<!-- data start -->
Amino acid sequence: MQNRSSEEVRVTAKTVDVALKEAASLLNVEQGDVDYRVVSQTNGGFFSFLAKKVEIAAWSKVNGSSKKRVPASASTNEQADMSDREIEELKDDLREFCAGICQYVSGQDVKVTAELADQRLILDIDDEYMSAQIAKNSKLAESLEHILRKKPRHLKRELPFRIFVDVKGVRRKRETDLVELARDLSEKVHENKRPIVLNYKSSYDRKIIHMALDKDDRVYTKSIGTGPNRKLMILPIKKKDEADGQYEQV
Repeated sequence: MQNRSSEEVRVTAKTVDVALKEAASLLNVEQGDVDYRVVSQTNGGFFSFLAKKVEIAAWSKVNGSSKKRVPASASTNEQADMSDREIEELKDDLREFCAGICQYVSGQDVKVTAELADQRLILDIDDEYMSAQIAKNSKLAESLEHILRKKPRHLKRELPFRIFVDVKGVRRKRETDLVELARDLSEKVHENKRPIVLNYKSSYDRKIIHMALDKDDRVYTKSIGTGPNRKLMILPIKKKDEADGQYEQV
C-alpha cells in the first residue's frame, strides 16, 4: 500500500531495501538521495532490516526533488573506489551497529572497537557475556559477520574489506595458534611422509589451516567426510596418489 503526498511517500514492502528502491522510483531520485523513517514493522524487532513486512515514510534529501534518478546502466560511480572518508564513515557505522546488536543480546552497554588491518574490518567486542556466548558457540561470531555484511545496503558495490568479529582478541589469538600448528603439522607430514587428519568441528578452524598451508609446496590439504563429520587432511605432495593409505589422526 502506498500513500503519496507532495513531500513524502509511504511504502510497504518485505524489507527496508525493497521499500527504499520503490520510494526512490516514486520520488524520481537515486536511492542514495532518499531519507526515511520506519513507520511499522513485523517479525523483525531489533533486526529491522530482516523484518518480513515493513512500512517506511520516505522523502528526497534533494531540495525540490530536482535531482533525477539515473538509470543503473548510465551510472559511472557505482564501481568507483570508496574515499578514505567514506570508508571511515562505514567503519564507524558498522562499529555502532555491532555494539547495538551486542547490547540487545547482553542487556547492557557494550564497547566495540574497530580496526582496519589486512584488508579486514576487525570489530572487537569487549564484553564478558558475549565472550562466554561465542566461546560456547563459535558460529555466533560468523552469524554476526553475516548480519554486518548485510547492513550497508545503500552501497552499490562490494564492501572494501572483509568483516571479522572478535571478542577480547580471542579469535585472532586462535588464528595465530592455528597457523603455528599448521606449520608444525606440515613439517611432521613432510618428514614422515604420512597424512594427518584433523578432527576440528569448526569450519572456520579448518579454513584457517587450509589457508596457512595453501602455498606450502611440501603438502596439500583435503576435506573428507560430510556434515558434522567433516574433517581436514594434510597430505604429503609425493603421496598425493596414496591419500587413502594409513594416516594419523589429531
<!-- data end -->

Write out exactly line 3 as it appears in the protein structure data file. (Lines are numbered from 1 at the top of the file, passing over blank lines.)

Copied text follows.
C-alpha cells in the first residue's frame, strides 16, 4: 500500500531495501538521495532490516526533488573506489551497529572497537557475556559477520574489506595458534611422509589451516567426510596418489 503526498511517500514492502528502491522510483531520485523513517514493522524487532513486512515514510534529501534518478546502466560511480572518508564513515557505522546488536543480546552497554588491518574490518567486542556466548558457540561470531555484511545496503558495490568479529582478541589469538600448528603439522607430514587428519568441528578452524598451508609446496590439504563429520587432511605432495593409505589422526 502506498500513500503519496507532495513531500513524502509511504511504502510497504518485505524489507527496508525493497521499500527504499520503490520510494526512490516514486520520488524520481537515486536511492542514495532518499531519507526515511520506519513507520511499522513485523517479525523483525531489533533486526529491522530482516523484518518480513515493513512500512517506511520516505522523502528526497534533494531540495525540490530536482535531482533525477539515473538509470543503473548510465551510472559511472557505482564501481568507483570508496574515499578514505567514506570508508571511515562505514567503519564507524558498522562499529555502532555491532555494539547495538551486542547490547540487545547482553542487556547492557557494550564497547566495540574497530580496526582496519589486512584488508579486514576487525570489530572487537569487549564484553564478558558475549565472550562466554561465542566461546560456547563459535558460529555466533560468523552469524554476526553475516548480519554486518548485510547492513550497508545503500552501497552499490562490494564492501572494501572483509568483516571479522572478535571478542577480547580471542579469535585472532586462535588464528595465530592455528597457523603455528599448521606449520608444525606440515613439517611432521613432510618428514614422515604420512597424512594427518584433523578432527576440528569448526569450519572456520579448518579454513584457517587450509589457508596457512595453501602455498606450502611440501603438502596439500583435503576435506573428507560430510556434515558434522567433516574433517581436514594434510597430505604429503609425493603421496598425493596414496591419500587413502594409513594416516594419523589429531